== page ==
There are changes afoot for the Rockies in 2011, according to Troy Renck and others. Renck argues that the Rockies need more muscle, particularly away from Coors Field to give the pitchers run support. I agree with the goal, just not the process. The Rockies 52 road HR's rank 9th in the National League, which is below average and could see some improvement, but it's not nearly as damaging as their last place (tied with the Pirates) .232 road batting average and the .306 OBP that goes along with it. If the Rockies ramp up the amount of players that get on base, they'll hit more road HR's simply by the fact that they'll be giving their hitters more plate appearances to hit those HR's in.
I guess my main worry about focusing solely on acquiring power threats in the offseason is that you risk turning the team into the Diamondbacks, and the Rockies are already hacktastically close to that standard as is. I hate to give them credit, but the makeover Colorado should look at would be the one the Giants were able to pull off, adding four players with OBP's over .370 in the last year: Aubrey Huff, Pat Burrell, Andres Torres and Buster Posey.
Of course, to give Renck a point, Burrell's also a prototypical slugger and Huff's a borderline case if not in that category himself. Meanwhile, power has certainly been a huge part of Torres' game this season (I think Andrew Fisher was going to write something about him with this Fangraphs article, or maybe just cite that UZR's screwing over how they're viewing CarGo). In the end, after I've done circles, I realize Renck and I are probably on the same page on what's needed for 2011, I just don't know if I trust the simple "look for power" motto as a way for getting there.
As for who to excise, I think the Rockies don't improve at second by replacing Clint Barmes with Jonathan Herrera. If they're planning on treading water offensively there, then Renck's suggestion of getting rid of Todd Helton becomes a necessity. Rather, it might be easier on the franchise's fanbase if they looked seriously for an offensive upgrade at second and used their budget consciousness in the outfield, where the team already has young, affordable quality options.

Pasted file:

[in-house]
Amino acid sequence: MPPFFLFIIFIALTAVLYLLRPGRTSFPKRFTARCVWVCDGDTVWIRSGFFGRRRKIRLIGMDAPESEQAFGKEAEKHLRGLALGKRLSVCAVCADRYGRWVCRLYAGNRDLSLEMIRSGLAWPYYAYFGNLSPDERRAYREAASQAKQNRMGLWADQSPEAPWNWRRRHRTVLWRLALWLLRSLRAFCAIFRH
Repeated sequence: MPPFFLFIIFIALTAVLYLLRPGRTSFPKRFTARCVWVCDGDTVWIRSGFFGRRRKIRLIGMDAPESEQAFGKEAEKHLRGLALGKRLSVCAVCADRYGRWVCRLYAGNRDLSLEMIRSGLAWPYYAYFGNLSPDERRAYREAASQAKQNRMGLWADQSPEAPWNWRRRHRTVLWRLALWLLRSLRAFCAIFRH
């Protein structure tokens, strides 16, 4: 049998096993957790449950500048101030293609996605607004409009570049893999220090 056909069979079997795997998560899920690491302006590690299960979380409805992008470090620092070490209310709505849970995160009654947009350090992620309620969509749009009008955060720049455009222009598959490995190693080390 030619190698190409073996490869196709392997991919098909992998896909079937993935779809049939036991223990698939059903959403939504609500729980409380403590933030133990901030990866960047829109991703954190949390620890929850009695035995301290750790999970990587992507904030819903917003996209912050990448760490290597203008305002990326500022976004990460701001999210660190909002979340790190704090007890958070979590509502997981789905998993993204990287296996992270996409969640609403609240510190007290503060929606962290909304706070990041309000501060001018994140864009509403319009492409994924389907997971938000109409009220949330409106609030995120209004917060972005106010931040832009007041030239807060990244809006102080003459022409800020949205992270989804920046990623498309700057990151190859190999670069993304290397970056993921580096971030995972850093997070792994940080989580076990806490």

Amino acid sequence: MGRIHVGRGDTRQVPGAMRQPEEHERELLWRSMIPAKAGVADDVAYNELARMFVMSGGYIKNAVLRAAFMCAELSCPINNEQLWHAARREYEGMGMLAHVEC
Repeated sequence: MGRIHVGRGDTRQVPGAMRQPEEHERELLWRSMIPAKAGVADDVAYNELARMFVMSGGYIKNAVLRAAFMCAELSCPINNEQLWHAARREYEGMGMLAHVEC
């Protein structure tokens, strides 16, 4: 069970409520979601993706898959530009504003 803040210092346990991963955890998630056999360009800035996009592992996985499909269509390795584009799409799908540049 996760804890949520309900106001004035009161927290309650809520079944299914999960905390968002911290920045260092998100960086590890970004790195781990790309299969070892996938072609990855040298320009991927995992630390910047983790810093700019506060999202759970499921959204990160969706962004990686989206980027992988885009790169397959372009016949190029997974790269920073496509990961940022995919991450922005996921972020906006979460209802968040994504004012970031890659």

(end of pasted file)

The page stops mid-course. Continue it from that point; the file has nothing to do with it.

On Thursday I mentioned that I thought that the Rockies were in decent shape heading into 2011 compared to their divisional competition. The main explanation I gave in the comments for this was that the teams currently in front of the Rockies, namely the Giants and Padres, are experiencing more good luck than bad, as compared to Colorado, which is experiencing the opposite. Having said that, I think the Giants as presently constituted are a substantial threat, albeit an aging one, and the Padres are a decent team. With intelligent fixes on our front, it should be a three team race next season, it's unfortunate that it wasn't this year.
"We have the best group of Latin players we've had in some time," Gustafson said. "We're in contention for the playoffs at Casper, and it has been a while since we could say that."
Rafael Ortega hasn't been noticed enough here at Purple Row, and I hope Rockies fans are paying attention to this group of Latin players at Casper. It's probably hard to tell given their Pioneer League inflated stats, but the pitchers might be as exciting for the team's future as Ortega and Christhian Adames. Anyway, Ortega's likely going to be in my top ten PuRPs.
Actually, for those wondering, here is my current top ten prospect list, before it likely adds two players at tomorrow's signing deadline:
- Tyler Matzek
- Christian Friedrich
- Wilin Rosario
- Hector Gomez
- Nolan Arenado (he's really slumped in the second half of the season, but I'm still a believer in the bat)
- Juan Nicasio
- Rafael Ortega
- Michael McKenry
- Chad Bettis
- Charlie Blackmon
Kyle Parker would bump Ortega to eighth, and Peter Tago would bump Bettis out of the tenth spot if both sign.
Now that Woody's said it, we know it must be true.
Just in case you wanted to reminisce on yesterday's disaster.